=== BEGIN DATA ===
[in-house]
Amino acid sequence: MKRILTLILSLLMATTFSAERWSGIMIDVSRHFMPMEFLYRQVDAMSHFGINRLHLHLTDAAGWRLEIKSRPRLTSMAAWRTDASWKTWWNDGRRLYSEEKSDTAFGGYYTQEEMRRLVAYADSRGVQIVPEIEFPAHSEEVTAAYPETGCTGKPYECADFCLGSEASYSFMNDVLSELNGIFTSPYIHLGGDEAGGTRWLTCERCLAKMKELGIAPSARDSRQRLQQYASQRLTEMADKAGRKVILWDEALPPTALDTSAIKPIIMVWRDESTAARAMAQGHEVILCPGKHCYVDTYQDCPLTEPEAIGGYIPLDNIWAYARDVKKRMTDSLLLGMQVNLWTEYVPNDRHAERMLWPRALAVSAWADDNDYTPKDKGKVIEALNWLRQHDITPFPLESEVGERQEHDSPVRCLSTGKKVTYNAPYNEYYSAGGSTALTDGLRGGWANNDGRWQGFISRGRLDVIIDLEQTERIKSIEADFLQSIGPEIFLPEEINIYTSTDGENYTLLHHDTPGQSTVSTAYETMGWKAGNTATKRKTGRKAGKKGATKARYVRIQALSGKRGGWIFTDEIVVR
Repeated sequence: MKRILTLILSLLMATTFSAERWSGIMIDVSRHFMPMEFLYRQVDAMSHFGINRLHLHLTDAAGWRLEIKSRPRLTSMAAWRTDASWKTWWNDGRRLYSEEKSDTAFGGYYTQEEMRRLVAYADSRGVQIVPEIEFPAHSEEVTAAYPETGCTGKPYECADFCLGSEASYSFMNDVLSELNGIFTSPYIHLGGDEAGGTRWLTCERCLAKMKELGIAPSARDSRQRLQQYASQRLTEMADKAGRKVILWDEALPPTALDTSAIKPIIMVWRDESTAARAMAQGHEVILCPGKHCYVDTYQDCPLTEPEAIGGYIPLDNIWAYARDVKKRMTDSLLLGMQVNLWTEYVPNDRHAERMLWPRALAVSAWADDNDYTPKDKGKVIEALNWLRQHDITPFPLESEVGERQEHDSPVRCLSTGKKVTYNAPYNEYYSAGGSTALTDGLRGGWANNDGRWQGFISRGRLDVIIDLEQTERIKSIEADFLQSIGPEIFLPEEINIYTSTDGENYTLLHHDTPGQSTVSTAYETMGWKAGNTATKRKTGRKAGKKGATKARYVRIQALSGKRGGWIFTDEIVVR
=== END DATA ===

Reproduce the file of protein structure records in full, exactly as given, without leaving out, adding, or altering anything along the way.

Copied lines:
[in-house]
Amino acid sequence: MKRILTLILSLLMATTFSAERWSGIMIDVSRHFMPMEFLYRQVDAMSHFGINRLHLHLTDAAGWRLEIKSRPRLTSMAAWRTDASWKTWWNDGRRLYSEEKSDTAFGGYYTQEEMRRLVAYADSRGVQIVPEIEFPAHSEEVTAAYPETGCTGKPYECADFCLGSEASYSFMNDVLSELNGIFTSPYIHLGGDEAGGTRWLTCERCLAKMKELGIAPSARDSRQRLQQYASQRLTEMADKAGRKVILWDEALPPTALDTSAIKPIIMVWRDESTAARAMAQGHEVILCPGKHCYVDTYQDCPLTEPEAIGGYIPLDNIWAYARDVKKRMTDSLLLGMQVNLWTEYVPNDRHAERMLWPRALAVSAWADDNDYTPKDKGKVIEALNWLRQHDITPFPLESEVGERQEHDSPVRCLSTGKKVTYNAPYNEYYSAGGSTALTDGLRGGWANNDGRWQGFISRGRLDVIIDLEQTERIKSIEADFLQSIGPEIFLPEEINIYTSTDGENYTLLHHDTPGQSTVSTAYETMGWKAGNTATKRKTGRKAGKKGATKARYVRIQALSGKRGGWIFTDEIVVR
Repeated sequence: MKRILTLILSLLMATTFSAERWSGIMIDVSRHFMPMEFLYRQVDAMSHFGINRLHLHLTDAAGWRLEIKSRPRLTSMAAWRTDASWKTWWNDGRRLYSEEKSDTAFGGYYTQEEMRRLVAYADSRGVQIVPEIEFPAHSEEVTAAYPETGCTGKPYECADFCLGSEASYSFMNDVLSELNGIFTSPYIHLGGDEAGGTRWLTCERCLAKMKELGIAPSARDSRQRLQQYASQRLTEMADKAGRKVILWDEALPPTALDTSAIKPIIMVWRDESTAARAMAQGHEVILCPGKHCYVDTYQDCPLTEPEAIGGYIPLDNIWAYARDVKKRMTDSLLLGMQVNLWTEYVPNDRHAERMLWPRALAVSAWADDNDYTPKDKGKVIEALNWLRQHDITPFPLESEVGERQEHDSPVRCLSTGKKVTYNAPYNEYYSAGGSTALTDGLRGGWANNDGRWQGFISRGRLDVIIDLEQTERIKSIEADFLQSIGPEIFLPEEINIYTSTDGENYTLLHHDTPGQSTVSTAYETMGWKAGNTATKRKTGRKAGKKGATKARYVRIQALSGKRGGWIFTDEIVVR